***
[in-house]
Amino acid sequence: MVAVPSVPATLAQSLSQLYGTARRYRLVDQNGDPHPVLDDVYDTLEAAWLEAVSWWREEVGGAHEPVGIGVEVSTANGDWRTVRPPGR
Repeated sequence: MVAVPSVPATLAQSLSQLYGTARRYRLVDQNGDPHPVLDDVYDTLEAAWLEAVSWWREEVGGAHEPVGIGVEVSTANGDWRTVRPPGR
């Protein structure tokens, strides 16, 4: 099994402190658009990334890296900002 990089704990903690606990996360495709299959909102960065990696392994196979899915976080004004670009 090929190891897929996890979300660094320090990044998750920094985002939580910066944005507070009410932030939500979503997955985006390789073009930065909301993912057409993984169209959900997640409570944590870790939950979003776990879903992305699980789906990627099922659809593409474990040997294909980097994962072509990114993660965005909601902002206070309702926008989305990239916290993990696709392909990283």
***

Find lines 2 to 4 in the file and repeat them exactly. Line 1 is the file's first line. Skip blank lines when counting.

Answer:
Amino acid sequence: MVAVPSVPATLAQSLSQLYGTARRYRLVDQNGDPHPVLDDVYDTLEAAWLEAVSWWREEVGGAHEPVGIGVEVSTANGDWRTVRPPGR
Repeated sequence: MVAVPSVPATLAQSLSQLYGTARRYRLVDQNGDPHPVLDDVYDTLEAAWLEAVSWWREEVGGAHEPVGIGVEVSTANGDWRTVRPPGR
């Protein structure tokens, strides 16, 4: 099994402190658009990334890296900002 990089704990903690606990996360495709299959909102960065990696392994196979899915976080004004670009 090929190891897929996890979300660094320090990044998750920094985002939580910066944005507070009410932030939500979503997955985006390789073009930065909301993912057409993984169209959900997640409570944590870790939950979003776990879903992305699980789906990627099922659809593409474990040997294909980097994962072509990114993660965005909601902002206070309702926008989305990239916290993990696709392909990283």